To contact the Suicide Prevention Program, call the Counseling Center, (217) 333-3704, or McKinley Mental Health (217) 333-2705, and ask for a member of the Suicide Prevention Team.
Mandated assessment following suicide threats and attempts
The University of Illinois expects and encourages students to maintain a reasonable concern for their own self-welfare. One of the times the University formally requires that such a concern be maintained is in the area of suicide.
In the event that the University is presented with a credible report that a student has threatened or attempted suicide, engaged in efforts to prepare to commit suicide or expressed a preoccupation with suicide, that student will be required to attend four sessions of professional assessment. The purpose of this assessment is to provide the student with resources to adhere to this standard in the future and to monitor the student’s willingness and ability to adhere to this standard.
When the Suicide Prevention Team is in receipt of a credible report that a student has threatened or attempted suicide, engaged in efforts to prepare to commit suicide or expressed a preoccupation with suicide, the student will be required to attend four one hour sessions of professional assessment with a licensed mental health professional who agrees to participate in the program’s requirement of a comprehensive and in-depth assessment of the precipitating incident, prior attempts and threats, and current suicidal intent. In addition, the professional must be willing and available to engage in counseling and/or therapy, if the student so consents.
The first assessment will occur within a week of the incident or release from the hospital.
The remaining assessments will ideally occur at weekly intervals.
Students are required to participate only in an assessment of their past and current suicidality. Students are not required to engage in counseling or therapy. A student may elect to go beyond the required assessment and participate in counseling or therapy, only after the professional secures the student’s permission through verbal consent.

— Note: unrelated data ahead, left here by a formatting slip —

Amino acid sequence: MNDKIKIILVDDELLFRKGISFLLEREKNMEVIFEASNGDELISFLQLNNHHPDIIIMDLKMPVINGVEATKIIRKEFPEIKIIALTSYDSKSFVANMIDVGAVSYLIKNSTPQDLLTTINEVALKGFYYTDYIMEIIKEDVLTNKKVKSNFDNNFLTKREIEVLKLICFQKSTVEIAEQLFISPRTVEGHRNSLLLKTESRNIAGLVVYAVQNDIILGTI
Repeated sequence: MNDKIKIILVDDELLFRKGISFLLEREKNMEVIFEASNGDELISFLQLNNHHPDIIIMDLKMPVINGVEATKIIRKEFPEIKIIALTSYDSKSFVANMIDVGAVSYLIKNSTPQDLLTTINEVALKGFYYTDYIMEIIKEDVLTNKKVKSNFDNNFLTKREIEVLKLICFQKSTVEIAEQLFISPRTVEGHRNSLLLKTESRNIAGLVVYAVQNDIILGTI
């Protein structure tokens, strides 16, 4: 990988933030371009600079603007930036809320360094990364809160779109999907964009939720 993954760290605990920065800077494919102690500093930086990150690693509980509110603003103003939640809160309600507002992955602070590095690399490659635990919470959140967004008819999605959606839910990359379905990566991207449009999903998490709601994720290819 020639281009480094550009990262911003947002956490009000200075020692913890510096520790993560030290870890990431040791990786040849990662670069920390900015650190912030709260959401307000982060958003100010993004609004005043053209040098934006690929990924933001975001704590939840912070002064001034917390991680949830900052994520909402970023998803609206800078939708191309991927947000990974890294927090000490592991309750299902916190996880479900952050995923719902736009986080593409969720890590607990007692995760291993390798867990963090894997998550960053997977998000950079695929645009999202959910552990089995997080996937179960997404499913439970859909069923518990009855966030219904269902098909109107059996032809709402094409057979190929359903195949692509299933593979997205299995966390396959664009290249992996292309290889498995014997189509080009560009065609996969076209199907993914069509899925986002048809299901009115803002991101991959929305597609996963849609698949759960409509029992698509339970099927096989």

Students can obtain the assessments with a private practitioner with comparable credentials at his or her own expense and after signing an authorization allowing that practitioner to communicate with members of the Suicide Prevention Team. All professionals will make the incident, its roots and implications a significant focus of each of the four assessments.
Students seeking to obtain the four assessment appointments with a private practitioner must sign a release allowing the practitioner to make contact with a member of the Suicide Prevention Team. As was the case with university professionals, before meeting with the student, the private practitioner must be provided with independent sources of information regarding the suicidal incident, if such reports exist. These include suicide notes, police reports, emergency room reports and eye witness accounts.
Private practitioners will be required, during the period in which the four session assessment occurs, to provide the University with reports of instances in which the student threatened or attempted suicide, engaged in efforts to prepare to commit suicide or expressed a preoccupation with suicide.
The Chair of the Suicide Prevention Team will advise the Dean of Students in the event that a student does not comply with the policy.
Failure to adhere to this standard of self-welfare or failure to fulfill the requirements of the assessment following a suicidal incident may result in disciplinary action, academic encumbrance, suspension and/or withdrawal. The appropriate actions associated with this policy will be determined by the Dean of Students.
The Dean of Students may take other steps, including contacting the student’s parents and/or other significant others in the event of a particularly potentially lethal suicide attempt or in the event of repeated suicide attempts.